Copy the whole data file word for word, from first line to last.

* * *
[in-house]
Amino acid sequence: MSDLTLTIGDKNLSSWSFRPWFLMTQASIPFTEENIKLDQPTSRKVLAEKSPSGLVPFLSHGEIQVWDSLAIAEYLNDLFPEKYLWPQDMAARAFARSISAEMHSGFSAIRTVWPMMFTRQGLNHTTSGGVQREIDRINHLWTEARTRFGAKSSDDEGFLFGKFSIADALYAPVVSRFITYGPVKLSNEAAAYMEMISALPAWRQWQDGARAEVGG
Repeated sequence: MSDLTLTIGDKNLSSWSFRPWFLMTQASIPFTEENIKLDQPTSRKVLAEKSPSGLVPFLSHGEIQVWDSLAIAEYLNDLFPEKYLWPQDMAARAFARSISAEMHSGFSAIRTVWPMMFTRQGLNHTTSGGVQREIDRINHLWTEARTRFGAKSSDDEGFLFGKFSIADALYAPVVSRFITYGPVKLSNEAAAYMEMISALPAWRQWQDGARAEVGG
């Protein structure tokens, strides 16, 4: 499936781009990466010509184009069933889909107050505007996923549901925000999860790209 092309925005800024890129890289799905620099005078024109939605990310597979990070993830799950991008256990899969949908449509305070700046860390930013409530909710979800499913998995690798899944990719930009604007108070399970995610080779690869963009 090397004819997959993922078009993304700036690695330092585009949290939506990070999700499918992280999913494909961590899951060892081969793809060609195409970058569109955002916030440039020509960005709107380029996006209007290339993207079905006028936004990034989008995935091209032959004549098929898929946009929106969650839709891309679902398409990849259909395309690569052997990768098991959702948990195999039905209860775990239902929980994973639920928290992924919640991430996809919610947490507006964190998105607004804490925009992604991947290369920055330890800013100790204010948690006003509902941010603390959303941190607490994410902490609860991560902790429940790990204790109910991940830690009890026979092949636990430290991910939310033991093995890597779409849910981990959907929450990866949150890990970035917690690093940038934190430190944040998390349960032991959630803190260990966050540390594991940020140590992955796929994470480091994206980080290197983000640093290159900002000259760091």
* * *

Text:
[in-house]
Amino acid sequence: MSDLTLTIGDKNLSSWSFRPWFLMTQASIPFTEENIKLDQPTSRKVLAEKSPSGLVPFLSHGEIQVWDSLAIAEYLNDLFPEKYLWPQDMAARAFARSISAEMHSGFSAIRTVWPMMFTRQGLNHTTSGGVQREIDRINHLWTEARTRFGAKSSDDEGFLFGKFSIADALYAPVVSRFITYGPVKLSNEAAAYMEMISALPAWRQWQDGARAEVGG
Repeated sequence: MSDLTLTIGDKNLSSWSFRPWFLMTQASIPFTEENIKLDQPTSRKVLAEKSPSGLVPFLSHGEIQVWDSLAIAEYLNDLFPEKYLWPQDMAARAFARSISAEMHSGFSAIRTVWPMMFTRQGLNHTTSGGVQREIDRINHLWTEARTRFGAKSSDDEGFLFGKFSIADALYAPVVSRFITYGPVKLSNEAAAYMEMISALPAWRQWQDGARAEVGG
């Protein structure tokens, strides 16, 4: 499936781009990466010509184009069933889909107050505007996923549901925000999860790209 092309925005800024890129890289799905620099005078024109939605990310597979990070993830799950991008256990899969949908449509305070700046860390930013409530909710979800499913998995690798899944990719930009604007108070399970995610080779690869963009 090397004819997959993922078009993304700036690695330092585009949290939506990070999700499918992280999913494909961590899951060892081969793809060609195409970058569109955002916030440039020509960005709107380029996006209007290339993207079905006028936004990034989008995935091209032959004549098929898929946009929106969650839709891309679902398409990849259909395309690569052997990768098991959702948990195999039905209860775990239902929980994973639920928290992924919640991430996809919610947490507006964190998105607004804490925009992604991947290369920055330890800013100790204010948690006003509902941010603390959303941190607490994410902490609860991560902790429940790990204790109910991940830690009890026979092949636990430290991910939310033991093995890597779409849910981990959907929450990866949150890990970035917690690093940038934190430190944040998390349960032991959630803190260990966050540390594991940020140590992955796929994470480091994206980080290197983000640093290159900002000259760091």